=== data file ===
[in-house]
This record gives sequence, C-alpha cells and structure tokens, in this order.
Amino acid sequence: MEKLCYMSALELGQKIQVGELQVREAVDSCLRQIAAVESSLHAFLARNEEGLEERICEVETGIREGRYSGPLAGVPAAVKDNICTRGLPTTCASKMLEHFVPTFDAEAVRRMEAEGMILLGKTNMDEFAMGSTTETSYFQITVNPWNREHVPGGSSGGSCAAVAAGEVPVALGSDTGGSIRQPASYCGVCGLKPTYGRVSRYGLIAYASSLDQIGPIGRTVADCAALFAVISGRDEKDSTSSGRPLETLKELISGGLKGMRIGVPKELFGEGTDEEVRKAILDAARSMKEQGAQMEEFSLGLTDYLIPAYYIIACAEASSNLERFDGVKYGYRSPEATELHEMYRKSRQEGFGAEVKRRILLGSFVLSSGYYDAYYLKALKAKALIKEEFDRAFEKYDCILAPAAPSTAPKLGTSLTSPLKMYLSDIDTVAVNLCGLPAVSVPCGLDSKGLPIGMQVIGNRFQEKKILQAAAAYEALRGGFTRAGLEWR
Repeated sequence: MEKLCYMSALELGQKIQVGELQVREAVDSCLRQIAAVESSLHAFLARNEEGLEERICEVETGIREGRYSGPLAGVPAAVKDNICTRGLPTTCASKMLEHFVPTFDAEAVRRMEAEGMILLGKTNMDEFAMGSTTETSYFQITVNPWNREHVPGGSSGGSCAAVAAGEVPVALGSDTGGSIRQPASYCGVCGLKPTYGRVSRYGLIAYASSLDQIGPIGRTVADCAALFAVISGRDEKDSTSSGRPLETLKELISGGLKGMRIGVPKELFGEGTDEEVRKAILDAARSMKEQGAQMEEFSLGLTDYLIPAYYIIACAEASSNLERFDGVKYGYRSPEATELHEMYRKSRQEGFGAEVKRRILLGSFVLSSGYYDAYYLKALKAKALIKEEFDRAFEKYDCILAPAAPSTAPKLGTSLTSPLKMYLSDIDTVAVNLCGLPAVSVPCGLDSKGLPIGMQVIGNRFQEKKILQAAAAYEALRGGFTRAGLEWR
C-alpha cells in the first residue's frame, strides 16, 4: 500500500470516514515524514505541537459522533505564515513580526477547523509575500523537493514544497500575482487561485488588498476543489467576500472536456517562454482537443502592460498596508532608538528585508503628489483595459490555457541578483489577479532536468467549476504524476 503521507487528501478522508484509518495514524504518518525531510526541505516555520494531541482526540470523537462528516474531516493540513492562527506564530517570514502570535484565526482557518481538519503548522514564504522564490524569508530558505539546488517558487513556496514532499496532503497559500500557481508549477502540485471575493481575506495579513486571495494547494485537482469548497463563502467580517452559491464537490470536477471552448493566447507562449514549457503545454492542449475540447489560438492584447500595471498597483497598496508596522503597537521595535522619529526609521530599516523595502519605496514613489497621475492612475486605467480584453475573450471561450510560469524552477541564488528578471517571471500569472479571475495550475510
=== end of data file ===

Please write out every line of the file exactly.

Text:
[in-house]
This record gives sequence, C-alpha cells and structure tokens, in this order.
Amino acid sequence: MEKLCYMSALELGQKIQVGELQVREAVDSCLRQIAAVESSLHAFLARNEEGLEERICEVETGIREGRYSGPLAGVPAAVKDNICTRGLPTTCASKMLEHFVPTFDAEAVRRMEAEGMILLGKTNMDEFAMGSTTETSYFQITVNPWNREHVPGGSSGGSCAAVAAGEVPVALGSDTGGSIRQPASYCGVCGLKPTYGRVSRYGLIAYASSLDQIGPIGRTVADCAALFAVISGRDEKDSTSSGRPLETLKELISGGLKGMRIGVPKELFGEGTDEEVRKAILDAARSMKEQGAQMEEFSLGLTDYLIPAYYIIACAEASSNLERFDGVKYGYRSPEATELHEMYRKSRQEGFGAEVKRRILLGSFVLSSGYYDAYYLKALKAKALIKEEFDRAFEKYDCILAPAAPSTAPKLGTSLTSPLKMYLSDIDTVAVNLCGLPAVSVPCGLDSKGLPIGMQVIGNRFQEKKILQAAAAYEALRGGFTRAGLEWR
Repeated sequence: MEKLCYMSALELGQKIQVGELQVREAVDSCLRQIAAVESSLHAFLARNEEGLEERICEVETGIREGRYSGPLAGVPAAVKDNICTRGLPTTCASKMLEHFVPTFDAEAVRRMEAEGMILLGKTNMDEFAMGSTTETSYFQITVNPWNREHVPGGSSGGSCAAVAAGEVPVALGSDTGGSIRQPASYCGVCGLKPTYGRVSRYGLIAYASSLDQIGPIGRTVADCAALFAVISGRDEKDSTSSGRPLETLKELISGGLKGMRIGVPKELFGEGTDEEVRKAILDAARSMKEQGAQMEEFSLGLTDYLIPAYYIIACAEASSNLERFDGVKYGYRSPEATELHEMYRKSRQEGFGAEVKRRILLGSFVLSSGYYDAYYLKALKAKALIKEEFDRAFEKYDCILAPAAPSTAPKLGTSLTSPLKMYLSDIDTVAVNLCGLPAVSVPCGLDSKGLPIGMQVIGNRFQEKKILQAAAAYEALRGGFTRAGLEWR
C-alpha cells in the first residue's frame, strides 16, 4: 500500500470516514515524514505541537459522533505564515513580526477547523509575500523537493514544497500575482487561485488588498476543489467576500472536456517562454482537443502592460498596508532608538528585508503628489483595459490555457541578483489577479532536468467549476504524476 503521507487528501478522508484509518495514524504518518525531510526541505516555520494531541482526540470523537462528516474531516493540513492562527506564530517570514502570535484565526482557518481538519503548522514564504522564490524569508530558505539546488517558487513556496514532499496532503497559500500557481508549477502540485471575493481575506495579513486571495494547494485537482469548497463563502467580517452559491464537490470536477471552448493566447507562449514549457503545454492542449475540447489560438492584447500595471498597483497598496508596522503597537521595535522619529526609521530599516523595502519605496514613489497621475492612475486605467480584453475573450471561450510560469524552477541564488528578471517571471500569472479571475495550475510